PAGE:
A Castaic man who spray-painted the Santa Clarita Valley Sheriff’s Station with the names of people linked to a 1987 conspiracy implicating drug traffickers and politicians in the deaths of two Arkansas boys pleaded no contest to vandalism Tuesday.
Sean Jamadar, a 26-year-old therapist, appeared in Courtroom 3 at the Santa Clarita Courthouse where he entered his plea.
Jamadar was sentenced to 36 months probation and 30 days of community labor. He was also ordered to pay a $300 fine, make restitution and stay from the location of the offense, which in this case, was the SCV Sheriff’s Station on Magic Mountain Parkway, a court official said.
Using red spray paint, Jamadar defaced the outside walls near the front door of the SCV Sheriff’s Station on Magic Mountain Parkway shortly after 10:45 p.m. on April 26.
The incident was captured on the station’s video surveillance system.
Within hours of the act being committed, Sheriff’s Station Detective Michelle O’Brien was able to identify the suspect, officials said at the time.
Jamadar was arrested without incident at his home in Castaic. He then was taken to the SCV Sheriff’s Station and booked.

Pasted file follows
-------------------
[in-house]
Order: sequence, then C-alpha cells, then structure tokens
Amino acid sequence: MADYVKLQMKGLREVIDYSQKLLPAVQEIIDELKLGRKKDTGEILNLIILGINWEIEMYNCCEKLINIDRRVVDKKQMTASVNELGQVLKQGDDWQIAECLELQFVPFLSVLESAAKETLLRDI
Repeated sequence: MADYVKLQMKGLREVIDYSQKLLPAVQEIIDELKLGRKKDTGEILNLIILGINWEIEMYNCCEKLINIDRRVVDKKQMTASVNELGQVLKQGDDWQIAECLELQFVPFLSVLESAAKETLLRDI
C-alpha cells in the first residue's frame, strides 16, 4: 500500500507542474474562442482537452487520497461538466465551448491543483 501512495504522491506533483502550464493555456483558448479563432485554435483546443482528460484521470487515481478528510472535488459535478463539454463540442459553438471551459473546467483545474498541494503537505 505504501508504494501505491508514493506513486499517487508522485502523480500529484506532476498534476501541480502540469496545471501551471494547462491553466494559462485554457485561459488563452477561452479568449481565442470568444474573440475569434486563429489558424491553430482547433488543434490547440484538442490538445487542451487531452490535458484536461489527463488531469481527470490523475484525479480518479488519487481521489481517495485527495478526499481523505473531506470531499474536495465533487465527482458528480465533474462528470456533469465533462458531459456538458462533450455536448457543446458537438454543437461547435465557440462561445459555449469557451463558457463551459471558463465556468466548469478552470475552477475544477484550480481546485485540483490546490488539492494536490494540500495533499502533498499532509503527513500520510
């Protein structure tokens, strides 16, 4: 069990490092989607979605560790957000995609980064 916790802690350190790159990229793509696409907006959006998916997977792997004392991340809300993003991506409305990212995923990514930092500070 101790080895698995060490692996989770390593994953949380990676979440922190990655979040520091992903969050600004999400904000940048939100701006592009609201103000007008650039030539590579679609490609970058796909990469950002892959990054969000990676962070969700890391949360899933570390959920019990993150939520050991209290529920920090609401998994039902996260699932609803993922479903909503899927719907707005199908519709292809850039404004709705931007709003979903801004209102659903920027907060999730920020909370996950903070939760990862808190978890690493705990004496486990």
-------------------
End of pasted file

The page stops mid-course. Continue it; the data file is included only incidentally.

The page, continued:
Detectives obtained a search warrant and served it at his home. Evidence used during the commission of the crime was recovered at the location.
Within minutes of the vandalism, detectives began examining video surveillance footage in an effort to identify the scooter-driving vandal who zipped into the parking lot of the station, spray painted it and sped off.
Within a couple of hours, members of the city of Santa Clarita Graffiti abatement team removed the graffiti.
The spray painted messages included the name of Drug Enforcement Administration Agent Enrique “Kiki” Camarena, who was murdered by drug traffickers in Guadalajara, Mexico on Feb. 9, 1985.
In addition to a confusing reference to “Uncle Sam,” the graffiti also named two individuals – Don Henry and Kevin Ives.
An internet search of the names revealed the two teen boys from Arkansas, were killed under mysterious circumstances Aug. 23, 1987, after their bodies were run over by a train in Saline County.
Their story sparked a book called, “The Boys on the Tracks,” written by journalist Mara Leveritt and an episode of Unsolved Mysteries which aired on NBC in 1988.